[lammps-users] exact meaning of damping parameters in fix NVT/NPT

Hi

Well fix NVT/NPT damping parameters are used to specify how rapidly pressure and temperature should be relaxed. And so goes following example e.g in fix NVT

The Tdamp parameter is specified in time units and determines how rapidly the temperature is relaxed. For example, a value of 100.0 means to relax the temperature in a timespan of (roughly) 100 time units* (tau or fmsec or psec - see the units command).

But when I read run command section it gives following example

fix          1 all nvt 200.0 300.0 1.0
run          1000 start 0 stop 10000
run          1000 start 0 stop 10000
...
run          1000 start 0 stop 10000 

The NVT fix ramps the target temperature from 200.0 to 300.0 during a run. If the run commands did not have the start/stop keywords (just “run 1000”), then the temperature would ramp from 200.0 to 300.0 during the 1000 steps of each run. With the start/stop keywords, the ramping takes place over the 10000 steps of all runs together

Here it says temperature would ramp in 10000 steps of total run, but the damping parameter is 1.0 time unit and so according to * above, there’s a contradiction?

Regards

Chetan

Hi, all. A general MD question. I've always sort of taken it as accepted
wisdom that using thermostats, especially Langevin thermostats, allow one
to use larger timesteps than can be used in NVE integration. My vague
notion of why this is is that the random noise forces somehow "stabilize"
the system. But some non-MD people in my group who know a lot more about
numerical analysis than I do say that this cannot be. They are interested
because they also solve equations with a Langevin-like noise term.

Does anyone know why Langevin allows larger timesteps, or a book/article
that examines the issue in detail? For example, is it connected
with integration scheme? Someone told me that the Langevin term can
affect the order-of-accuracy of time integration.

Thanks,
Rob

Ramping and damping are 2 different things. If your start and stop T are the
same, the damping parameter determines what kind of (hopefully) small
oscillations
you will get in T. Try it and plot T and you should see some differences
as you change the damping parameter. Ramping just sets the target temperature
at any point during the run.

Steve

My view would be that a Langevin thermostat lets you take a bit
longer timestep than NVE, but by hiding the energy error that
the long timestep is creating. So the thermostat is just hiding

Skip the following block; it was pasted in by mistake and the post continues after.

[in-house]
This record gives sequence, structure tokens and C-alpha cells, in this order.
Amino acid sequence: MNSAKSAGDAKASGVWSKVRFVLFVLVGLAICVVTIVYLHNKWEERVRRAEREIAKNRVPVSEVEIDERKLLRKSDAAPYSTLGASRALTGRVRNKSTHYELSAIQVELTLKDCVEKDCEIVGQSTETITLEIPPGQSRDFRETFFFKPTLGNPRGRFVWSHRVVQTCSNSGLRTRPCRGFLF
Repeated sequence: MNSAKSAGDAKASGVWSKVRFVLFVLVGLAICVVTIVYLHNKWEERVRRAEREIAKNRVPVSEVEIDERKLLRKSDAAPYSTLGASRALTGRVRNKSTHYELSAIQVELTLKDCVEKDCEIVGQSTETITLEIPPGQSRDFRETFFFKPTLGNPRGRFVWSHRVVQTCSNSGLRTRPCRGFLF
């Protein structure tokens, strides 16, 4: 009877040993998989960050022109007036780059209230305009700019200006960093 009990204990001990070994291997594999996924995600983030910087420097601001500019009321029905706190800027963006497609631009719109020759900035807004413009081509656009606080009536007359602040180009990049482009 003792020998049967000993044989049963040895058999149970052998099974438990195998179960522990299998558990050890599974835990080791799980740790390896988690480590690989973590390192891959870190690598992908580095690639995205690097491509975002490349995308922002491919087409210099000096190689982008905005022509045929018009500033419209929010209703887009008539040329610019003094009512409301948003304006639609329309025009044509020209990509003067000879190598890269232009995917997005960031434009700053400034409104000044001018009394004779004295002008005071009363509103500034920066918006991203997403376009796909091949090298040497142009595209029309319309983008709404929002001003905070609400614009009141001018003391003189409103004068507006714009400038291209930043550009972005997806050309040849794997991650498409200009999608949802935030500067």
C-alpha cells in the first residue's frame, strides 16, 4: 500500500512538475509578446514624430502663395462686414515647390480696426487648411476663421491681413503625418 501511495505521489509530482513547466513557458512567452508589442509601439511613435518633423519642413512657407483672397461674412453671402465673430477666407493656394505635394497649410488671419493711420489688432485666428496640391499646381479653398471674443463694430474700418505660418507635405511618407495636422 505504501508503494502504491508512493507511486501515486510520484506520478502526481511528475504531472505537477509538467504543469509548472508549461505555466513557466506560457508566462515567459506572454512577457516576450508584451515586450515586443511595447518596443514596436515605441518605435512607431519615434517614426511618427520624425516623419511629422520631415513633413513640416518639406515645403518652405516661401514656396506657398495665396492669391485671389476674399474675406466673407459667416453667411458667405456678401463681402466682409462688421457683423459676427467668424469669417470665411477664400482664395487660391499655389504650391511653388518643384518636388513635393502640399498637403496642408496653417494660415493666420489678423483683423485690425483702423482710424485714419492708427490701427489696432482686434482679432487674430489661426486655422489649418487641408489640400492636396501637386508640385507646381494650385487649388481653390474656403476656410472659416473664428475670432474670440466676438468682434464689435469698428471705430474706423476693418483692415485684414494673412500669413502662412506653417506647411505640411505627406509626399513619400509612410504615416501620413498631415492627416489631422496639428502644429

a problem.

Steve

Take a look at the “Molecular Modeling and Simulation” book by Tamar Schlick. See page 435. She argues that Langevin thermostatting is a good way to go because it allows you to take much longer timesteps.

Paul

Hi Steve

Thanks for quick reply
Well I actually used the word damp, since it's what's used in lammps docs
such as Tdamp/Pdamp, otherwise I mean ramping only So, if this meaning, we
look into the two examples I have given, the meanings contradict each other,
don't they?

In the first case we mean that Tdamp is a time during which temperature gets
relaxed, so if we interpret second case according to this, then it should be
ramped from 200 to 300 in 1 timeunit and not 10000 steps as document is
saying?(here I am assuming that timestep takes default value of 1 femtosec)

Thanks
Chetan

2008/6/30 Chetan Mahajan <[email protected]…670…>:

Hi Steve

Thanks for quick reply
Well I actually used the word damp, since it’s what’s used in lammps docs
such as Tdamp/Pdamp, otherwise I mean ramping only So, if this meaning, we
look into the two examples I have given, the meanings contradict each other,
don’t they?

In the first case we mean that Tdamp is a time during which temperature gets
relaxed, so if we interpret second case according to this, then it should be
ramped from 200 to 300 in 1 timeunit and not 10000 steps as document is
saying?(here I am assuming that timestep takes default value of 1 femtosec)

You’re confusing the ramping and relaxation processes.

The ramping of the temperature from the beginning to the end of the run is a strictly linear process. Using the “start” and “stop” keywords here makes it one continuous process starting at 200 and going to 300 instead of (presumably) 10 separate ramps each starting at 200 and going to 300.

The relaxation (damping) process explains how quickly oscillations get smoothed out by the NVT integrator (the smaller the constant, the “sharper” the temperature corrections). The value of this parameter has nothing to do with how quickly the temperature adjusts from 200 to 300–only with how quickly deviations from the linear temperature progression are “wiped out.”

There’s no contradiction.

–AEI

To add to what Ahmed said, if you choose 200 and 300 as
your start/stop Ts, and run for 1M steps, then it will take 1M steps
for the T of the system to go from 200 to 300.

The damp parameter has to do with how long it takes
the system to go from its current T to the target. If you stated
that simulation with the T at 150, then it would take about "damp" time
for the system to go to T = 200. Then it would slowly climb to 300
for the remaining 1M steps.

Steve